Aix is often referred to as the city of a thousand fountains.[18] Among the most notable are the 17th-century Fontaine des Quatre Dauphins (Fountain of the Four Dolphins) in the Quartier Mazarin, designed by Jean-Claude Rambot,[19] and three of the fountains down the central Cours Mirabeau: at the top, a 19th-century fountain depicts the "good king" René holding the Muscat grapes that he introduced to Provence in the 15th century; halfway down is a natural hot water fountain (34 °C), covered in moss, dating back to the Romans; and at the bottom, at la Rotonde, the hub of modern Aix, stands a monumental fountain from 1860 beneath three giant statues representing art, justice and agriculture. In the older part of Aix, there are also fountains of note in the Place d'Albertas and the Place des Trois-Ormeaux.

Aix has long been a university town: Louis II of Anjou granted a royal charter for a university in 1409. Today Aix-en-Provence remains an important educational centre, with many teaching and research institutes:

Aix also has several training collèges, lycées, and a college of art and design. It has also become a centre for many international study programmes. Several lycées offer CPGE.

An important opera festival, the Festival international d'Art Lyrique, founded in 1948, now ranks with those in Bayreuth, Salzburg and Glyndebourne. The director until 2018 was Bernard Foccroulle, organist and director of la Monnaie in Brussels. The festival takes place in late June and July each year. The main venues in Aix itself are the outdoor Théâtre de l'Archévêché in the former garden of the archbishop's palace, the recently restored 18th-century Théâtre du Jeu de Paume, and the newly built Grand Théâtre de Provence; operas are also staged in the outdoor Théâtre du Grand Saint-Jean outside Aix. Linked to the festival is the Académie européenne de musique, a summer school for young musicians with master classes by celebrated artists. Over the four-year period from 2006 until 2009, Sir Simon Rattle's version of Wagner's Ring Cycle with the Berlin Philharmonic was performed at the Aix festival. The current director of the festival is Pierre Audi.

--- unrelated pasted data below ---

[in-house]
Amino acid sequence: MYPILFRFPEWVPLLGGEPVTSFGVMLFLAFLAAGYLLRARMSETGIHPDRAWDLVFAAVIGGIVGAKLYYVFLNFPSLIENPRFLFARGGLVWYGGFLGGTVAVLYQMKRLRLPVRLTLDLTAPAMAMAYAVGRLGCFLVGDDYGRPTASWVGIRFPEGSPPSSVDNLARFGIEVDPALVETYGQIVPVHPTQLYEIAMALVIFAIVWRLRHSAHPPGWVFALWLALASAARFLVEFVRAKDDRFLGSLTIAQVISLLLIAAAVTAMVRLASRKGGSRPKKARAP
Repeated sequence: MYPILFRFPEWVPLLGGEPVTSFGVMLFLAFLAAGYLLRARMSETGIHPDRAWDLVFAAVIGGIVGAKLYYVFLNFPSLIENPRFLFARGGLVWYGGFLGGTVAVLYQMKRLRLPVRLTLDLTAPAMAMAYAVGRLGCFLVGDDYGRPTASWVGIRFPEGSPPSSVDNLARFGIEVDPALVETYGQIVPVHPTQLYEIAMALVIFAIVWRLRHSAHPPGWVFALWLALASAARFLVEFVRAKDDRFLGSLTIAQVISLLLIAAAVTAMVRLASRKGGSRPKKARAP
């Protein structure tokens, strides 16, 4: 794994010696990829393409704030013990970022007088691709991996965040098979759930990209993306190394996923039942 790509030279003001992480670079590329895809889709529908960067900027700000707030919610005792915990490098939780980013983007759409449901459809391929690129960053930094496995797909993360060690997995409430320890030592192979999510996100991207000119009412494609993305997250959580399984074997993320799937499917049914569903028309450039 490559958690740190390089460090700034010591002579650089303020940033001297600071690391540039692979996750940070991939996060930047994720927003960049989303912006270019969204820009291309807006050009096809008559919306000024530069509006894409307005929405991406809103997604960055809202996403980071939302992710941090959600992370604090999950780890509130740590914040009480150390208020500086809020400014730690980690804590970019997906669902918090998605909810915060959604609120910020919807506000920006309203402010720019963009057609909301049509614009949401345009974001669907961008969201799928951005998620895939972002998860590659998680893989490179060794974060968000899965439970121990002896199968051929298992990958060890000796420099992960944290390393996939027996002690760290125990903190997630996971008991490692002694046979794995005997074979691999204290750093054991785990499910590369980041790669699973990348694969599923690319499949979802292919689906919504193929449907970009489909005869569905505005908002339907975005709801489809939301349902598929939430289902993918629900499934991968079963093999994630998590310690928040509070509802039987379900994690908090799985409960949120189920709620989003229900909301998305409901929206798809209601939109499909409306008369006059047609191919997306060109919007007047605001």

This takes place each year in June to coincide with the national 'Fête de la Musique.' There is a week of classical, jazz, and popular concerts held in different street venues and courtyards in the city. Some of these events are held in the Conservatoire Darius Milhaud, named in honour of the French composer, a native of Aix.

The dance company Ballet Preljocaj of the French dancer and choreographer Angelin Preljocaj has been located in Aix since 1996. In 2007 it took up residence in the Pavillon Noir, a centre for dance performance, designed in 1999 by the architect Rudy Ricciotti. The centre is one of nineteen of its kind in France, designated Centre chorégraphique national.